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Scientists Create Origami-Like Artificial Muscle Can Lift 1,000 Times Its Own Weight.

Since humanity is apparently gung-ho about bringing forth its own destruction, we are making rapid advancements in robotics technology. Just last month, a robot that once claimed it wanted to destroy humans (http://www.businessinsider.com/meet-the-first-robot-citizen-sophia-animatronic-humanoid-2017-10/#hanson-himself-however-believes-that-future-is-much-more-immediate-the-age-of-living-androids-is-among-us-he-told-business-insider-10) was made a citizen of Saudi Arabia. We are living in a science fiction novel.

On a more sincere note, this latest development from Massachusetts Institute of Technology and Harvard scientists is incredibly cool. Reported by the (http://www.latimes.com/science/sciencenow/la-sci-sn-artificial-muscles-origami-20171127-htmlstory.html) Los Angeles Times , they have engineered a type of artificial muscle that can lift up to 1,000 times its own weight. The twist here is the origami-esque muscle arrangement allows a level of delicacy and flexibility that harder materials would prohibit.

You can read the full scientific report at the (http://www.pnas.org/content/early/2017/11/21/1713450114.full) Proceedings of the National Academy of Sciences , but the idea is pretty simple. We typically think of robots as being made out of hard materials like metal, but softer parts are necessary for plenty of reasons. As the Los Angeles Times points out, getting into hard-to-reach places or shaking hands are not easy with stubborn materials like metal.

The problem is those hard materials were previously necessary to produce the kind of brute strength engineers were looking for. In response, the team from MIT and Harvard was inspired by the paper-folding craft of origami to create artificial muscles that can bend, fold and squeeze while providing plenty of heft for a variety of purposes.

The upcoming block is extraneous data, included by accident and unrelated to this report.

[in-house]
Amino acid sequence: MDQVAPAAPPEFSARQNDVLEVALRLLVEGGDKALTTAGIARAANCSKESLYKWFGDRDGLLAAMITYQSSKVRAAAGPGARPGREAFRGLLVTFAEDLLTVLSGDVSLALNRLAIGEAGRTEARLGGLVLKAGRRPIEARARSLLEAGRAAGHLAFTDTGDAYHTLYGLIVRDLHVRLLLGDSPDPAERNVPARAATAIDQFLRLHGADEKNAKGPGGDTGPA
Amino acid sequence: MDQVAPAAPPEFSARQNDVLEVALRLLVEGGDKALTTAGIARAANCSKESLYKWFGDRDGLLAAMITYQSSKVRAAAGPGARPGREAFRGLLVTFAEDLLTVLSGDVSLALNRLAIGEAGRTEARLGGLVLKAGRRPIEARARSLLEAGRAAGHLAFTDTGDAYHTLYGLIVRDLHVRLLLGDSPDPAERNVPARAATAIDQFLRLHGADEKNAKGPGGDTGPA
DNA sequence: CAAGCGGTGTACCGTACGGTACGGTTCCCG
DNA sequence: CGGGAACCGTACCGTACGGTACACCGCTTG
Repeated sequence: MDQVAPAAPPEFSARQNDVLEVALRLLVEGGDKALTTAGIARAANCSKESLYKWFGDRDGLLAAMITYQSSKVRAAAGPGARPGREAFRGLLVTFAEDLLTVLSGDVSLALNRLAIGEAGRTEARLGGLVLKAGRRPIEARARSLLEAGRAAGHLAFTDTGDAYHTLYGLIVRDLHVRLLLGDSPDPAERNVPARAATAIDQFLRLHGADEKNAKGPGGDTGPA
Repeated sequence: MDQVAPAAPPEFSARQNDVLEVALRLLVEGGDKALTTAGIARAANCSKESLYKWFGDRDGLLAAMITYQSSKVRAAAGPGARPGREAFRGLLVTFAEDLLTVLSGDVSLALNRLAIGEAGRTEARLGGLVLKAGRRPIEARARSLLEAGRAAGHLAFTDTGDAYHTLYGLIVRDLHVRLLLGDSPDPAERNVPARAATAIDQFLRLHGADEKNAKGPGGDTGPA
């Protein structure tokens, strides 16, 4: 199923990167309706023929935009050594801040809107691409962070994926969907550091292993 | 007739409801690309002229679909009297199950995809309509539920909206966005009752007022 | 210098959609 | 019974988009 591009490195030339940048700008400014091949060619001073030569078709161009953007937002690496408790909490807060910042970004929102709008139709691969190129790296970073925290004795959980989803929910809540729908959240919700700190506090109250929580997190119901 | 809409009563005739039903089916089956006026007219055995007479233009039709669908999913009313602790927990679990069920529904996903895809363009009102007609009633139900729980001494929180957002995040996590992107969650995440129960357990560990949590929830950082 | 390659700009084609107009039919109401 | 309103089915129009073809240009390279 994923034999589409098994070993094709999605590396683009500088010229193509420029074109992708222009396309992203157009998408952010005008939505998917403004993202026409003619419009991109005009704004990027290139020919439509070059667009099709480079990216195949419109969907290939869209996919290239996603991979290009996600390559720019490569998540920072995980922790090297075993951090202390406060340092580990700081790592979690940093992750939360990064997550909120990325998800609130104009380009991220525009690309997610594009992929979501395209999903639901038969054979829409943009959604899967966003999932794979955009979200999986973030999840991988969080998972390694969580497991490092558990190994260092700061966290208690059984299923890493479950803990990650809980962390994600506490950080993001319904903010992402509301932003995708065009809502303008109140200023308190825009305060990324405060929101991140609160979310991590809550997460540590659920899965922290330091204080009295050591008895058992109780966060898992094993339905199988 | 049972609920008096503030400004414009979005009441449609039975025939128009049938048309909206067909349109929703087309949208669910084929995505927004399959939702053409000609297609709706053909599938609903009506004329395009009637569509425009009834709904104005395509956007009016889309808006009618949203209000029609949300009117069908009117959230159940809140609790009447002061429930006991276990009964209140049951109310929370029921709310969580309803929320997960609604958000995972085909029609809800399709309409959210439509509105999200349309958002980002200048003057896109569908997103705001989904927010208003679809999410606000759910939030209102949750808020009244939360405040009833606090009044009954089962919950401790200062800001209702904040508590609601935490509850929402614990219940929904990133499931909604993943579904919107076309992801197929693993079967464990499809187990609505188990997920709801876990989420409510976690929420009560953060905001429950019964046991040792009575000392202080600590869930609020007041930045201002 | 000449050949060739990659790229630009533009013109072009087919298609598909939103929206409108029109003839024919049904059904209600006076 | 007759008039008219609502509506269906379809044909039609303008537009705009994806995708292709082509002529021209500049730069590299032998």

"These artificial muscles can be programed to produce not only a single contraction but also complex multiaxial actuation, and even controllable motion with multiple degrees of freedom," the original report said. "Moreover, a wide variety of materials and fabrication processes can be used to build the artificial muscles with other functions beyond basic actuation."

Basically, by using this new folding technique, robots could perform a bunch of useful tasks at many different scales. It could obviously be used for heavy lifting like robots are now, but in theory, its ability to scale down and be more delicate with its payload means it could be used inside a human body. As long as you trust a robot that much, anyway.

Another fun possibility floated by the Los Angeles Times report is a wearable power suit that would use the flexible artificial muscles to enhance a human wearer's strength. That sounds significantly more comfortable than (http://ibtimes.com/us-army-testing-soldier-enhancing-exoskeleton-improve-battlefield-energy-2619790) this military rig the United States army is testing courtesy of Lockheed Martin.

Again, the most important part of this development is that the tech is theoretically powerful enough to be useful in everyday robotic applications while not immediately crushing anything remotely fragile it comes in contact with. Perhaps this is just the first step on the road to robots raising our babies, walking our dogs or even microscopic nanomachines enhancing us from the inside. Hopefully the utopian possibilities of this technology outweigh the apocalyptic potential.
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Publication:International Business Times - US ed.
Date:Nov 28, 2017
Words:502
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